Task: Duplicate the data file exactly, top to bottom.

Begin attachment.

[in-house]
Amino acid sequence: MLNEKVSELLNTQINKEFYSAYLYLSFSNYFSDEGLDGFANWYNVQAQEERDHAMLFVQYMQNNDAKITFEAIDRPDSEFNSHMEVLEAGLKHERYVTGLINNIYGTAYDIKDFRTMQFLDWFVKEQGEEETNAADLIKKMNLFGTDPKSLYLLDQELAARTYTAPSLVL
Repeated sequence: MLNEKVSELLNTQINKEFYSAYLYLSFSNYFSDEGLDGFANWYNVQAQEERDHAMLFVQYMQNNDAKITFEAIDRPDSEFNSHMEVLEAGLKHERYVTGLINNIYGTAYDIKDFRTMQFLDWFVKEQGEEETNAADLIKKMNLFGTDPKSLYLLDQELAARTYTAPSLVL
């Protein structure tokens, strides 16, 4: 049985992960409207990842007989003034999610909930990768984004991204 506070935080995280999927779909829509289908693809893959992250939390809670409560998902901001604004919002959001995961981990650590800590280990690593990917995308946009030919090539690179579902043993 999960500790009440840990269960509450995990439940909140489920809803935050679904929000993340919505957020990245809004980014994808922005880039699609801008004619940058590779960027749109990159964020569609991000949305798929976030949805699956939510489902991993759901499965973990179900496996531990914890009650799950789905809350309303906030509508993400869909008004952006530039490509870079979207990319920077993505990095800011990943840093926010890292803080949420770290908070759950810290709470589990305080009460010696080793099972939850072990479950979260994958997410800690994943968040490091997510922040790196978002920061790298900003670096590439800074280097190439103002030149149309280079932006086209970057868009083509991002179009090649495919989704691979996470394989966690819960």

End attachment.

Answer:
[in-house]
Amino acid sequence: MLNEKVSELLNTQINKEFYSAYLYLSFSNYFSDEGLDGFANWYNVQAQEERDHAMLFVQYMQNNDAKITFEAIDRPDSEFNSHMEVLEAGLKHERYVTGLINNIYGTAYDIKDFRTMQFLDWFVKEQGEEETNAADLIKKMNLFGTDPKSLYLLDQELAARTYTAPSLVL
Repeated sequence: MLNEKVSELLNTQINKEFYSAYLYLSFSNYFSDEGLDGFANWYNVQAQEERDHAMLFVQYMQNNDAKITFEAIDRPDSEFNSHMEVLEAGLKHERYVTGLINNIYGTAYDIKDFRTMQFLDWFVKEQGEEETNAADLIKKMNLFGTDPKSLYLLDQELAARTYTAPSLVL
């Protein structure tokens, strides 16, 4: 049985992960409207990842007989003034999610909930990768984004991204 506070935080995280999927779909829509289908693809893959992250939390809670409560998902901001604004919002959001995961981990650590800590280990690593990917995308946009030919090539690179579902043993 999960500790009440840990269960509450995990439940909140489920809803935050679904929000993340919505957020990245809004980014994808922005880039699609801008004619940058590779960027749109990159964020569609991000949305798929976030949805699956939510489902991993759901499965973990179900496996531990914890009650799950789905809350309303906030509508993400869909008004952006530039490509870079979207990319920077993505990095800011990943840093926010890292803080949420770290908070759950810290709470589990305080009460010696080793099972939850072990479950979260994958997410800690994943968040490091997510922040790196978002920061790298900003670096590439800074280097190439103002030149149309280079932006086209970057868009083509991002179009090649495919989704691979996470394989966690819960």